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Lauren Daigle Continues Historic Crossover as ‘You Say’ Hits Hot 100’s Top 40

Lauren Daigle lands her first top 40 hit on the Billboard Hot 100 as "You Say" surges to No. 34 (on the list dated Jan. 12).

Lauren Daigle continues to tally Billboard chart achievements. This week, she lands her first top 40 hit on the Billboard Hot 100 as “You Say” surges to No. 34 (on the list dated Jan. 12).

One week earlier, the ballad became the first song by a female artist to have hit the top 10 on both Christian Airplay, where it spends a 17th week at No. 1, the longest reign for a woman in the chart’s history (which dates to 2003), and Adult Pop Songs, where this week it rises 10-9.

Only one other song previously hit the top 10 on both Christian Airplay and Adult Pop Songs: The Fray‘s “How to Save a Life,” in 2006-07. Both songs followed the recipe for a shared Christian and pop radio welcome: an inspirational message woven by lyrics that aren’t overtly religious.


The success of “You Say” on Christian Airplay isn’t surprising: the song is Daigle’s fourth No. 1 among nine top 10s, all since 2015. Perhaps its pop breakthrough shouldn’t be considered unexpected, either: parent album Look Up Child, her second proper studio LP, debuted at No. 3 on the all-genre Billboard 200 in September and has earned 549,000 equivalent album units through the week ending Jan. 3, according to Nielsen Music.

“You Say,” meanwhile, has drawn 114 million on-demand U.S. audio and video streams combined and sold 368,000 downloads to date. It concurrently zooms 26-18 on Adult Contemporary and is nearing the Pop Songs airplay chart. (Warner Bros. is promoting the song to pop formats, while Centricity continues to work it to Christian radio.)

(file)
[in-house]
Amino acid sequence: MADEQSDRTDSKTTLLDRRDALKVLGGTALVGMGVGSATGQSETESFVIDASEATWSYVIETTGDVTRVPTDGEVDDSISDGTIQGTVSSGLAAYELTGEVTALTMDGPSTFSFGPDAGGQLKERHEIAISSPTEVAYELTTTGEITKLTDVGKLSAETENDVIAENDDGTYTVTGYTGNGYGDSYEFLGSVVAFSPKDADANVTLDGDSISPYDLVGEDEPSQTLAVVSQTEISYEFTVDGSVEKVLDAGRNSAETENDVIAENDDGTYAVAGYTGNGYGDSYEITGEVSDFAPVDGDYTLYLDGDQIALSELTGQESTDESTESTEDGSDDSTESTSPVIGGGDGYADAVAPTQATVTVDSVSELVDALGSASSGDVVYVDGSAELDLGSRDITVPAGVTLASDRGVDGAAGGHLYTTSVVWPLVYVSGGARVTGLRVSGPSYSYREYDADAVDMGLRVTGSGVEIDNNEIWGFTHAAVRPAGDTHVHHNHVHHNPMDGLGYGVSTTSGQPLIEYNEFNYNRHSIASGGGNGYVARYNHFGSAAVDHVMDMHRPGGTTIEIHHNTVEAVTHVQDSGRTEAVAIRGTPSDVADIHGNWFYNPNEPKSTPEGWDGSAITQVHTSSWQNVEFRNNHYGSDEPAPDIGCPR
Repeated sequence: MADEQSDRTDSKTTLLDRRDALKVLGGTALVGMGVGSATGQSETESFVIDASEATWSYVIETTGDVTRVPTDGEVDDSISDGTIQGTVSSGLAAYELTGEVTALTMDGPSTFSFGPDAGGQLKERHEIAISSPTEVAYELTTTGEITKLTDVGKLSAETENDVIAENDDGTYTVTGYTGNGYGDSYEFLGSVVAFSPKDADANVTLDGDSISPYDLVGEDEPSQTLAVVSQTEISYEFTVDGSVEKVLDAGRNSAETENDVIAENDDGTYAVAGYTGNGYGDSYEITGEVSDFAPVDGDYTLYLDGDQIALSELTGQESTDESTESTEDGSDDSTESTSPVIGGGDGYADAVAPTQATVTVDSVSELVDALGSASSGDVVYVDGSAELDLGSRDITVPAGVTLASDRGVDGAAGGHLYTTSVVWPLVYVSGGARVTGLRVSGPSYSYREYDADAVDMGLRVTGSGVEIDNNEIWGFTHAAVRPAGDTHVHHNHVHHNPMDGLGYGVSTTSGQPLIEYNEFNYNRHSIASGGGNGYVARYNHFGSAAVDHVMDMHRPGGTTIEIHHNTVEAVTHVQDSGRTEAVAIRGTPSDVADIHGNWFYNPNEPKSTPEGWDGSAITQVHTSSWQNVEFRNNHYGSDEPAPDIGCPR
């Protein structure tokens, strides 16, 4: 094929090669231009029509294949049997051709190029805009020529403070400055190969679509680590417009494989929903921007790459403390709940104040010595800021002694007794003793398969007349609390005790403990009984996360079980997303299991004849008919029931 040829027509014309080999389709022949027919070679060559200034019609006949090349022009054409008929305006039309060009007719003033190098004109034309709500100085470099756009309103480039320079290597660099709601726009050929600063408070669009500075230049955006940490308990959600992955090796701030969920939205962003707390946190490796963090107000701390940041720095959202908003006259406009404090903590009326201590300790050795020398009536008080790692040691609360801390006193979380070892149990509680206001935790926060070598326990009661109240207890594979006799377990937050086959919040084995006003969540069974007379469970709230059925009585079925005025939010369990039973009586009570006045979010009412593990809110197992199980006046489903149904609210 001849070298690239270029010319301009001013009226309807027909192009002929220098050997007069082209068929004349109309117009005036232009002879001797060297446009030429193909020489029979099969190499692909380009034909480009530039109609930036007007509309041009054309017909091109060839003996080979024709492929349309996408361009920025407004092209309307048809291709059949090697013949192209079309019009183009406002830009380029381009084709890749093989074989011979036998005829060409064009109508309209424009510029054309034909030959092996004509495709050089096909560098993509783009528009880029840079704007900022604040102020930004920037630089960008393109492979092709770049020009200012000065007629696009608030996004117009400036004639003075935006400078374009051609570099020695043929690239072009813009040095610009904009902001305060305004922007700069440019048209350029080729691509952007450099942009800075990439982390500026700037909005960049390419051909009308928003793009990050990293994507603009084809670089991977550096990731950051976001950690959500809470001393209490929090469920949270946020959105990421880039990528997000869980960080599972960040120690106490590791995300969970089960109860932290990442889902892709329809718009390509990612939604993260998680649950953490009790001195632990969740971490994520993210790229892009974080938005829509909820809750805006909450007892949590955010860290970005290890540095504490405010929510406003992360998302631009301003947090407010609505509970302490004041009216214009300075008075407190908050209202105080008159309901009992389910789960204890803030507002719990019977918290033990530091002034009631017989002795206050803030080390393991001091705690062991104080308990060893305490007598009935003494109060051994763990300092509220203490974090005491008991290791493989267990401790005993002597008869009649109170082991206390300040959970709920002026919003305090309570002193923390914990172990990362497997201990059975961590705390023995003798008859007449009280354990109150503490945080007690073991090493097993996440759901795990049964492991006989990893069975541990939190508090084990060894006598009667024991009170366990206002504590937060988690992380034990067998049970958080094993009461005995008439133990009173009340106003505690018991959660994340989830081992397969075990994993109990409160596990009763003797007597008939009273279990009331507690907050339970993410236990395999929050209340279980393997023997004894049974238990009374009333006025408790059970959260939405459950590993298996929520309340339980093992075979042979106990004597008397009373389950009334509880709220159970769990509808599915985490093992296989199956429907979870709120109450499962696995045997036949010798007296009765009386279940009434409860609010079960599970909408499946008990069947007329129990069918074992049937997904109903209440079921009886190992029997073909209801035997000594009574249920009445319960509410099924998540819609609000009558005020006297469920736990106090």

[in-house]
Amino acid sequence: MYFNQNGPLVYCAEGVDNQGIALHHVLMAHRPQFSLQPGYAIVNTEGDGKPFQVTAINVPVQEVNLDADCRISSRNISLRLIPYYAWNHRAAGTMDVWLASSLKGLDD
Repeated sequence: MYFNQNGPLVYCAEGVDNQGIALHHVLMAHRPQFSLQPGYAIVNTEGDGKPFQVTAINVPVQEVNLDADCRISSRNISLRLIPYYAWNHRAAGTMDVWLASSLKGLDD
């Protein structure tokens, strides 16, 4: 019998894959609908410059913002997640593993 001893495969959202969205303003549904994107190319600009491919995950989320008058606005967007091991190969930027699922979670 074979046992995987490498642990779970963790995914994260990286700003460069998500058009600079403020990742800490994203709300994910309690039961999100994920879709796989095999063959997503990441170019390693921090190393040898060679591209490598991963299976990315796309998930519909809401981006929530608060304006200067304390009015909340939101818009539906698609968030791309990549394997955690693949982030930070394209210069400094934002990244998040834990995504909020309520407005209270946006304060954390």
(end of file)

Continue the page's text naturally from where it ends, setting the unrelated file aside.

Adult pop programmers playing “You Say” find the song an easy fit.

“A segment of our audience is familiar with Lauren Daigle from Christian radio, but whether they know her or not, the song connected quickly,” says Jill Roen, assistant program director and music director at Adult Pop Songs reporter KSTP Minneapolis.

KSTP program director Leighton Peck notes another angle seemingly contributing to the song’s secular acceptance: similarities in vocal tone between Daigle and an artist that by now needs no introduction to pop audiences: Adele. Says Peck, “I think people from Christian radio know Lauren and love the song, and most of our listeners think it’s an Adele song, until they realize it isn’t through our on-air promotion.”

“Sounding like Adele may have helped to speed up the process of our listeners getting to know and like the song, but beyond that, ‘You Say’ has lyrics and a sound that our audience likes a lot,” Roen adds.


“From time to time, Christian songs hit consumption levels that force us to take notice,” says KHMX Houston PD Chase Murphy. “We put ‘You Say’ into research to see if our audience was aware of it, since only the Christian station in town was playing it and we share very little audience. Research confirmed that this was a song we needed to embrace sooner rather than later.”

“Programmers who are ignoring the song because ‘it came from Christian radio’ are being silly and short-sighted,” muses KZZO Sacramento PD Chad Rufer. “‘You Say’ sounds great on the air. Quite simply, it has all of the signs of a hit.”